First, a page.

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opinions on a .223 target rifle

Discussion in 'Rifle Country' started by oldwheelieguy, Mar 10, 2011.

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  1. oldwheelieguy

    oldwheelieguy Well-Known Member

    I have tons of weapons but now wanting a super long range target rifle using .223 ( a price per round thing). So it can be a bolt or what ever. Want to put a nice scope on good rifle to hit long range dead nuts with the .223 55gr. round. Opinions please!
    PS (I have an armalite ar15 but not sure about the long range dead nuts thing with this weapon?)
  2. jim243

    jim243 Well-Known Member

    A lot of good choices out there, mine would be a Savage, but others might disagree.

    Here are just two of mine.


  3. BrocLuno

    BrocLuno Well-Known Member

    I'd be looking at Sako or Tikka in varmint configuration or LE tactical (they make both). Excellent rep and tight groups out of the box.

    I just checked to be sure - Tikka in 223 is 1:8" twist :)
    Last edited: Mar 11, 2011
  4. Horsemany

    Horsemany Well-Known Member

    700 vssf II is good.
  5. oldwheelieguy

    oldwheelieguy Well-Known Member

    thanks, please post more info. My wish is to hit at 5-600 meters. Scope opinions are welcome along with mounts.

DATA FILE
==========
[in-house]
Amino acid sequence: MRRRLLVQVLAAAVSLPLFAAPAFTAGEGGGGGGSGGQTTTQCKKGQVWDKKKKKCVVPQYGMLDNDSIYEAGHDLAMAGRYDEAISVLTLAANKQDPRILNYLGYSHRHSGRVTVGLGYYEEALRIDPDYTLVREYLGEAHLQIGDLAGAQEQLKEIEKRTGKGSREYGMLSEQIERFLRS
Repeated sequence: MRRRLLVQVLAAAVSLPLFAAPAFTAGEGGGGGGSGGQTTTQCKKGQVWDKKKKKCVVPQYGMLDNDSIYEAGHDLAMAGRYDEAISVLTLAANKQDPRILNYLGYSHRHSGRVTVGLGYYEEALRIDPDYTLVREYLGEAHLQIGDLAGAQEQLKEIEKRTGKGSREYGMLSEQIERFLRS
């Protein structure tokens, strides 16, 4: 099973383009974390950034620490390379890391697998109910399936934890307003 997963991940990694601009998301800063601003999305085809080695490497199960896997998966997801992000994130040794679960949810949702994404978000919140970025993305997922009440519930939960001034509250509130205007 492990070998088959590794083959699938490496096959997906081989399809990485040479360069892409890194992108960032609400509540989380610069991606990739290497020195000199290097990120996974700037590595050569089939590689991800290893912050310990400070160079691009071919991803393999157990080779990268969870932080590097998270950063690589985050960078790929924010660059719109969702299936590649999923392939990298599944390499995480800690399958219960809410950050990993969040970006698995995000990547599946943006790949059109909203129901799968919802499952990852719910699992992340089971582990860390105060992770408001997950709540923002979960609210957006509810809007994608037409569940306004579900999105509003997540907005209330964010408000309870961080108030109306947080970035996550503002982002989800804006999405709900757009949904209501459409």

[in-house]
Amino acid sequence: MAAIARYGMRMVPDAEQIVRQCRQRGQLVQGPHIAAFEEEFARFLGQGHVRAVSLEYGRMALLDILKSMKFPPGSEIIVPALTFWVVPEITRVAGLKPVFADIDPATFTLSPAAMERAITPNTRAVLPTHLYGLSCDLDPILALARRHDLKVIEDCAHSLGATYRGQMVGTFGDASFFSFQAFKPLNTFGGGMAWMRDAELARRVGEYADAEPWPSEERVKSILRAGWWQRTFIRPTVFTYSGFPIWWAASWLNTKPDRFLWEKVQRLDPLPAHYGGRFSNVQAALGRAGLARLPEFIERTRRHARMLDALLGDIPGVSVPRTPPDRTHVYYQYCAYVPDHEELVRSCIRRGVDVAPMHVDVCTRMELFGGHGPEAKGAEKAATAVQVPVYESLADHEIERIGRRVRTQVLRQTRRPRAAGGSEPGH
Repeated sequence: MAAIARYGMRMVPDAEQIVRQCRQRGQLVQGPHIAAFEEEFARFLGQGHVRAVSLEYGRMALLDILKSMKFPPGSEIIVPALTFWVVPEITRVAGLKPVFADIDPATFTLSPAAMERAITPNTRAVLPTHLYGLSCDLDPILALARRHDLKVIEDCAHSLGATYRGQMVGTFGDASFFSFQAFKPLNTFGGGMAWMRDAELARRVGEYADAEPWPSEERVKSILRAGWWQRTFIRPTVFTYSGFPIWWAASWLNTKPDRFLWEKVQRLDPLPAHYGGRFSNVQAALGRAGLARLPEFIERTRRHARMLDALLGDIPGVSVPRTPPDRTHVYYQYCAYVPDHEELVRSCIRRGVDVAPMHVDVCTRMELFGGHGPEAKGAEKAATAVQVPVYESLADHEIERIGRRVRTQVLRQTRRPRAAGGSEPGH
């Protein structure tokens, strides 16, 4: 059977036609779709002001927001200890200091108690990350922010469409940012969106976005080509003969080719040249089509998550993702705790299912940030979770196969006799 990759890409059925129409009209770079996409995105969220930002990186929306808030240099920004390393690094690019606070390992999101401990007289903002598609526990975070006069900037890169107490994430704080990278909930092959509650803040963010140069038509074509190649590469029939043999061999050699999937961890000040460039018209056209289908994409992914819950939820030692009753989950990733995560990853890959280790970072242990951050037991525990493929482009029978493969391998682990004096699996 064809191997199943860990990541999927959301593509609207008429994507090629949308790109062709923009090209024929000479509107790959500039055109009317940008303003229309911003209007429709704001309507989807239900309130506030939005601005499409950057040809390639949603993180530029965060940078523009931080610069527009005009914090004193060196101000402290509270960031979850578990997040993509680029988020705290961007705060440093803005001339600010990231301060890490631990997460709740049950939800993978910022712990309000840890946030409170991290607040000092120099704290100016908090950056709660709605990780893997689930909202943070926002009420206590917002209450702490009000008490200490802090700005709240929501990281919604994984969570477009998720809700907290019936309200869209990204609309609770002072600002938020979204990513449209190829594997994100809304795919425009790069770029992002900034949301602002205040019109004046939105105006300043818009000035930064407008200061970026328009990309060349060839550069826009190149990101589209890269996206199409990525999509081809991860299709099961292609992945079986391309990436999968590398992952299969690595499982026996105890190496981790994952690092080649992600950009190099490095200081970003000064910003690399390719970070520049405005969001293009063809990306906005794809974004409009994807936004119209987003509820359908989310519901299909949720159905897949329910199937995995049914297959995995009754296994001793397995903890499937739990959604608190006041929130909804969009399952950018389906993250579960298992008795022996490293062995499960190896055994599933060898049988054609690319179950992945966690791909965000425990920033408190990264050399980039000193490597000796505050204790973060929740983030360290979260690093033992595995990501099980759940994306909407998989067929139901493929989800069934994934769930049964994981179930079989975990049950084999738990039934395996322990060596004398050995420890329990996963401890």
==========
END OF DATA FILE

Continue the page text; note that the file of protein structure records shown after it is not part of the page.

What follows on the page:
6. TIMC

    TIMC Well-Known Member

    My two choices for long range .223 were these two; both are super accurate.
    The Savage is a super nice target rifle. This was my first venture with the accu-trigger but I like it.

    My AR long range choice was the Stag model VI in 1:8 barrel but I am runninf 77 grain bullets out of it.
  7. cthulhufan

    cthulhufan Well-Known Member

  8. Larry E

    Larry E Well-Known Member

    If you want to shoot a .223 at 500-600 meters you're going to need a rifle with at least a 7" or 8" twist so that you can use at least 75 to 77 gr bullets and more like 80 gr bullets. I'm not sure of any factory rifles that are made that fill those requirements. A 55 gr bullet isn't likely to do too well at 500-600 meters or yards. The NRA across the course match shooters are using at least 80 gr bullets in the prone 600 yard course of fire, and most of them are shooting custom AR's.

    HOLY DIVER Well-Known Member

    yea imho 600meter shooting with a .223 ....the heavy bullets will perform better. and as posted above you'll need a 1/7 or 1/8 twist rate for those heavy bullets.you could just buy a White Oak Armament target upper put it on your Armalite lower and you'll be in business. as far as the scope goes i like a Nikon monarch,now if you want to spend allot of cash u could get a Night Force or something like that. i think a new upper would work great you already have the lower receiver and it takes all of 1min 2 swap uppers
  10. oldwheelieguy

    oldwheelieguy Well-Known Member

    I believe all of you . my buddy in the military was shooting 600m with open sights in shooting compition @600 meters with open sights! I cant do that but a good weapon/scope I should be able to pull it off.